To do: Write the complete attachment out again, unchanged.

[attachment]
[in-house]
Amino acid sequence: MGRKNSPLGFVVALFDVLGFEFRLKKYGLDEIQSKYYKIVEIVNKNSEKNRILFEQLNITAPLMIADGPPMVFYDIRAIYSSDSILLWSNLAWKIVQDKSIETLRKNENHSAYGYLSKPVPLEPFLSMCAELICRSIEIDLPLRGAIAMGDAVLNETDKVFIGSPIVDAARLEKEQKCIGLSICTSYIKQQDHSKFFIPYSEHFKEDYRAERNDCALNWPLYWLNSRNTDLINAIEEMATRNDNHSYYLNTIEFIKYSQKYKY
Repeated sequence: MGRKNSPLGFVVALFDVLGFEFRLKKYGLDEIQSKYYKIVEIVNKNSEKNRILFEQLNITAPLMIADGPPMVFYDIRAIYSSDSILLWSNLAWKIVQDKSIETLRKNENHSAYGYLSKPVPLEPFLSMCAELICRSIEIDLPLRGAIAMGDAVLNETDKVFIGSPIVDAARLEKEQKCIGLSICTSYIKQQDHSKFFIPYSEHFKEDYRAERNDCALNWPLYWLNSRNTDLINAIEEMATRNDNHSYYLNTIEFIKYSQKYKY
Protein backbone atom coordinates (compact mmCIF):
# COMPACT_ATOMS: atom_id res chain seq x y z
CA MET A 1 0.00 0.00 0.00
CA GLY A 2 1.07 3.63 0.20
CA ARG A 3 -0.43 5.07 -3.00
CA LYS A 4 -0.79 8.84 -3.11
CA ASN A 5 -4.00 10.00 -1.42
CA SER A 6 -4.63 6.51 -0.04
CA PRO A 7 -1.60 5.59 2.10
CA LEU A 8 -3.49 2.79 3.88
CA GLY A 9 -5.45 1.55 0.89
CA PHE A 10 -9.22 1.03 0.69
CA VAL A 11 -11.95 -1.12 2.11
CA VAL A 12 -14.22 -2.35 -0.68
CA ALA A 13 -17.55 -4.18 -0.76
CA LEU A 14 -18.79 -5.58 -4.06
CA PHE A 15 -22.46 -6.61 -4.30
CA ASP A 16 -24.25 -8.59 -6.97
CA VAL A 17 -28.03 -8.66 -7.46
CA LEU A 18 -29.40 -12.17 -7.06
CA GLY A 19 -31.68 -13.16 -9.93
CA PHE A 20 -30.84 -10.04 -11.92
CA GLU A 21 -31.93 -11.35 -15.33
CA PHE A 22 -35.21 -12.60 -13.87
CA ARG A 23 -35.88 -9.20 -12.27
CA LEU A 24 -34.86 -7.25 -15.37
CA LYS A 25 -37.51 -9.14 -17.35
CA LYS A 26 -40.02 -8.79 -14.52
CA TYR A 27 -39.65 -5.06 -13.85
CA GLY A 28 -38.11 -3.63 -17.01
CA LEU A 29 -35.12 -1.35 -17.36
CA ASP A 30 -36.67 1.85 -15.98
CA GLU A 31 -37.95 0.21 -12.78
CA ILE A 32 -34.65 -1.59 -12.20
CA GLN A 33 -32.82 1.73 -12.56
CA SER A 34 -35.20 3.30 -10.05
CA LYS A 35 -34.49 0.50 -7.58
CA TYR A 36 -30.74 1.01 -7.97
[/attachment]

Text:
[in-house]
Amino acid sequence: MGRKNSPLGFVVALFDVLGFEFRLKKYGLDEIQSKYYKIVEIVNKNSEKNRILFEQLNITAPLMIADGPPMVFYDIRAIYSSDSILLWSNLAWKIVQDKSIETLRKNENHSAYGYLSKPVPLEPFLSMCAELICRSIEIDLPLRGAIAMGDAVLNETDKVFIGSPIVDAARLEKEQKCIGLSICTSYIKQQDHSKFFIPYSEHFKEDYRAERNDCALNWPLYWLNSRNTDLINAIEEMATRNDNHSYYLNTIEFIKYSQKYKY
Repeated sequence: MGRKNSPLGFVVALFDVLGFEFRLKKYGLDEIQSKYYKIVEIVNKNSEKNRILFEQLNITAPLMIADGPPMVFYDIRAIYSSDSILLWSNLAWKIVQDKSIETLRKNENHSAYGYLSKPVPLEPFLSMCAELICRSIEIDLPLRGAIAMGDAVLNETDKVFIGSPIVDAARLEKEQKCIGLSICTSYIKQQDHSKFFIPYSEHFKEDYRAERNDCALNWPLYWLNSRNTDLINAIEEMATRNDNHSYYLNTIEFIKYSQKYKY
Protein backbone atom coordinates (compact mmCIF):
# COMPACT_ATOMS: atom_id res chain seq x y z
CA MET A 1 0.00 0.00 0.00
CA GLY A 2 1.07 3.63 0.20
CA ARG A 3 -0.43 5.07 -3.00
CA LYS A 4 -0.79 8.84 -3.11
CA ASN A 5 -4.00 10.00 -1.42
CA SER A 6 -4.63 6.51 -0.04
CA PRO A 7 -1.60 5.59 2.10
CA LEU A 8 -3.49 2.79 3.88
CA GLY A 9 -5.45 1.55 0.89
CA PHE A 10 -9.22 1.03 0.69
CA VAL A 11 -11.95 -1.12 2.11
CA VAL A 12 -14.22 -2.35 -0.68
CA ALA A 13 -17.55 -4.18 -0.76
CA LEU A 14 -18.79 -5.58 -4.06
CA PHE A 15 -22.46 -6.61 -4.30
CA ASP A 16 -24.25 -8.59 -6.97
CA VAL A 17 -28.03 -8.66 -7.46
CA LEU A 18 -29.40 -12.17 -7.06
CA GLY A 19 -31.68 -13.16 -9.93
CA PHE A 20 -30.84 -10.04 -11.92
CA GLU A 21 -31.93 -11.35 -15.33
CA PHE A 22 -35.21 -12.60 -13.87
CA ARG A 23 -35.88 -9.20 -12.27
CA LEU A 24 -34.86 -7.25 -15.37
CA LYS A 25 -37.51 -9.14 -17.35
CA LYS A 26 -40.02 -8.79 -14.52
CA TYR A 27 -39.65 -5.06 -13.85
CA GLY A 28 -38.11 -3.63 -17.01
CA LEU A 29 -35.12 -1.35 -17.36
CA ASP A 30 -36.67 1.85 -15.98
CA GLU A 31 -37.95 0.21 -12.78
CA ILE A 32 -34.65 -1.59 -12.20
CA GLN A 33 -32.82 1.73 -12.56
CA SER A 34 -35.20 3.30 -10.05
CA LYS A 35 -34.49 0.50 -7.58
CA TYR A 36 -30.74 1.01 -7.97